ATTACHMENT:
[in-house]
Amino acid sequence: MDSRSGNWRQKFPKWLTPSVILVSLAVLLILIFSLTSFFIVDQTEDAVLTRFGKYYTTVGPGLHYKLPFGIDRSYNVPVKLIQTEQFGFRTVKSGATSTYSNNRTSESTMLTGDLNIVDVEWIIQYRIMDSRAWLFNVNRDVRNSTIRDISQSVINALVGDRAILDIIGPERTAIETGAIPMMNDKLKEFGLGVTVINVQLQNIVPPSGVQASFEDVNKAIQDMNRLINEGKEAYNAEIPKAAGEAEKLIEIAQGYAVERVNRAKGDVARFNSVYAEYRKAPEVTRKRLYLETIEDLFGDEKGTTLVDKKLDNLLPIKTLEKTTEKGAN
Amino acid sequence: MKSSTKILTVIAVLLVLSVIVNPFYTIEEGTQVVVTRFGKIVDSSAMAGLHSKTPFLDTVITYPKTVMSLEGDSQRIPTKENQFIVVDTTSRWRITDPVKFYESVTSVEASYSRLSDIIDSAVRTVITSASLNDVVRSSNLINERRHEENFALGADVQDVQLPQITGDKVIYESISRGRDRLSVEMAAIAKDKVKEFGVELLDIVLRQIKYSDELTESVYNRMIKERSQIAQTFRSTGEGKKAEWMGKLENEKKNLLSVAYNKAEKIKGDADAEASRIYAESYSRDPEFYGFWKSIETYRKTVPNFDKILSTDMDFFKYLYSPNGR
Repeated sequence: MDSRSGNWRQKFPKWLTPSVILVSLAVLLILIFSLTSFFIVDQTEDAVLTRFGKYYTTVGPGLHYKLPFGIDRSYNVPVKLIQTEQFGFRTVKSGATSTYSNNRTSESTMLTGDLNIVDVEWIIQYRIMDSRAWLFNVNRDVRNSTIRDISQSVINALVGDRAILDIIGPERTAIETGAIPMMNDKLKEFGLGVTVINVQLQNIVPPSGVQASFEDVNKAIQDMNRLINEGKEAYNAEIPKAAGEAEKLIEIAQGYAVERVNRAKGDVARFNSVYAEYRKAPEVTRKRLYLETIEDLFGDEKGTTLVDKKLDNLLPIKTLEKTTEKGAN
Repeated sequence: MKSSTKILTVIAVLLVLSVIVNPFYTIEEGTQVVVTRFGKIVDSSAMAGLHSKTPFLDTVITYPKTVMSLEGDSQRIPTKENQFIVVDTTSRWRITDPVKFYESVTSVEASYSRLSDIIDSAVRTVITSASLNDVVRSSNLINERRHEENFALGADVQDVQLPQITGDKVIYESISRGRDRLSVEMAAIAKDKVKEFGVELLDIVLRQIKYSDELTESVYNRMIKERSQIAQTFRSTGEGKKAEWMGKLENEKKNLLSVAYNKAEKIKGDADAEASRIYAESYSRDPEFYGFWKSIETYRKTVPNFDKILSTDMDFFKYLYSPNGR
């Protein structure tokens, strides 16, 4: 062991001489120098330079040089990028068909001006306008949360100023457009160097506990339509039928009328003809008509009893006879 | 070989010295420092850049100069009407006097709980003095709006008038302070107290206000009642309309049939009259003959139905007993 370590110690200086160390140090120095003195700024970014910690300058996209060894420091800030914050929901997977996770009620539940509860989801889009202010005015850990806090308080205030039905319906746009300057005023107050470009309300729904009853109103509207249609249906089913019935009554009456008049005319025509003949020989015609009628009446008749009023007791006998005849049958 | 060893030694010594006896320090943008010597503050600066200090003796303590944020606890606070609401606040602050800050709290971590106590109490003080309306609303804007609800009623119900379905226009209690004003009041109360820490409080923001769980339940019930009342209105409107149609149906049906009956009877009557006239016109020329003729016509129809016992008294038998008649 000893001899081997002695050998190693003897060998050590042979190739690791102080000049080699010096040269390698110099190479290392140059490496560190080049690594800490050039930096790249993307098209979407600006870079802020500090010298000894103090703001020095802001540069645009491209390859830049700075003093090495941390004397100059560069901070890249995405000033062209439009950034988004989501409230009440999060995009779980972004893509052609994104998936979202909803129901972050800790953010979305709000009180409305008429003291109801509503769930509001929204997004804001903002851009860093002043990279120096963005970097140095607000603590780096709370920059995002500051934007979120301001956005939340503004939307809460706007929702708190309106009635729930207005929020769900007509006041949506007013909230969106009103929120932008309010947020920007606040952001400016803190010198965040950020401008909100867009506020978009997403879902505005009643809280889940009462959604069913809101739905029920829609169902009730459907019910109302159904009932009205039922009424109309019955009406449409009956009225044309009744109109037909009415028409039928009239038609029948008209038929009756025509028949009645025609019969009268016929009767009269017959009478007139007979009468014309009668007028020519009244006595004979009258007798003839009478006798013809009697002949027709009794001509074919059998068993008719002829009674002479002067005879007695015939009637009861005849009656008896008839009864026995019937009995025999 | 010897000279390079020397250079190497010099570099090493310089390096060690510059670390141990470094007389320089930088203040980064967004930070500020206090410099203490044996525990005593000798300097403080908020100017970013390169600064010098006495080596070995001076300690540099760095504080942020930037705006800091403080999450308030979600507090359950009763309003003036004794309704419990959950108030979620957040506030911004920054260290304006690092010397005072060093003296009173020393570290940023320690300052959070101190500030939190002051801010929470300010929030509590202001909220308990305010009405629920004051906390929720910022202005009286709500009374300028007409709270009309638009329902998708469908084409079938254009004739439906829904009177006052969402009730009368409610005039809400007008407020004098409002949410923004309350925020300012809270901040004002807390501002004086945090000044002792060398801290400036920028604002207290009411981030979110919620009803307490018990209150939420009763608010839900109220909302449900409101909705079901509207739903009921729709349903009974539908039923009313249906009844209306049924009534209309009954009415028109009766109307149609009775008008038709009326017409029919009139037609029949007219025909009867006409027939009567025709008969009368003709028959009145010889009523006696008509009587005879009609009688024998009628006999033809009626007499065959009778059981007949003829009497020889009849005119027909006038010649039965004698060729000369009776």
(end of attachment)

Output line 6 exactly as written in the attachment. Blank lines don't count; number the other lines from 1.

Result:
């Protein structure tokens, strides 16, 4: 062991001489120098330079040089990028068909001006306008949360100023457009160097506990339509039928009328003809008509009893006879 | 070989010295420092850049100069009407006097709980003095709006008038302070107290206000009642309309049939009259003959139905007993 370590110690200086160390140090120095003195700024970014910690300058996209060894420091800030914050929901997977996770009620539940509860989801889009202010005015850990806090308080205030039905319906746009300057005023107050470009309300729904009853109103509207249609249906089913019935009554009456008049005319025509003949020989015609009628009446008749009023007791006998005849049958 | 060893030694010594006896320090943008010597503050600066200090003796303590944020606890606070609401606040602050800050709290971590106590109490003080309306609303804007609800009623119900379905226009209690004003009041109360820490409080923001769980339940019930009342209105409107149609149906049906009956009877009557006239016109020329003729016509129809016992008294038998008649 000893001899081997002695050998190693003897060998050590042979190739690791102080000049080699010096040269390698110099190479290392140059490496560190080049690594800490050039930096790249993307098209979407600006870079802020500090010298000894103090703001020095802001540069645009491209390859830049700075003093090495941390004397100059560069901070890249995405000033062209439009950034988004989501409230009440999060995009779980972004893509052609994104998936979202909803129901972050800790953010979305709000009180409305008429003291109801509503769930509001929204997004804001903002851009860093002043990279120096963005970097140095607000603590780096709370920059995002500051934007979120301001956005939340503004939307809460706007929702708190309106009635729930207005929020769900007509006041949506007013909230969106009103929120932008309010947020920007606040952001400016803190010198965040950020401008909100867009506020978009997403879902505005009643809280889940009462959604069913809101739905029920829609169902009730459907019910109302159904009932009205039922009424109309019955009406449409009956009225044309009744109109037909009415028409039928009239038609029948008209038929009756025509028949009645025609019969009268016929009767009269017959009478007139007979009468014309009668007028020519009244006595004979009258007798003839009478006798013809009697002949027709009794001509074919059998068993008719002829009674002479002067005879007695015939009637009861005849009656008896008839009864026995019937009995025999 | 010897000279390079020397250079190497010099570099090493310089390096060690510059670390141990470094007389320089930088203040980064967004930070500020206090410099203490044996525990005593000798300097403080908020100017970013390169600064010098006495080596070995001076300690540099760095504080942020930037705006800091403080999450308030979600507090359950009763309003003036004794309704419990959950108030979620957040506030911004920054260290304006690092010397005072060093003296009173020393570290940023320690300052959070101190500030939190002051801010929470300010929030509590202001909220308990305010009405629920004051906390929720910022202005009286709500009374300028007409709270009309638009329902998708469908084409079938254009004739439906829904009177006052969402009730009368409610005039809400007008407020004098409002949410923004309350925020300012809270901040004002807390501002004086945090000044002792060398801290400036920028604002207290009411981030979110919620009803307490018990209150939420009763608010839900109220909302449900409101909705079901509207739903009921729709349903009974539908039923009313249906009844209306049924009534209309009954009415028109009766109307149609009775008008038709009326017409029919009139037609029949007219025909009867006409027939009567025709008969009368003709028959009145010889009523006696008509009587005879009609009688024998009628006999033809009626007499065959009778059981007949003829009497020889009849005119027909006038010649039965004698060729000369009776």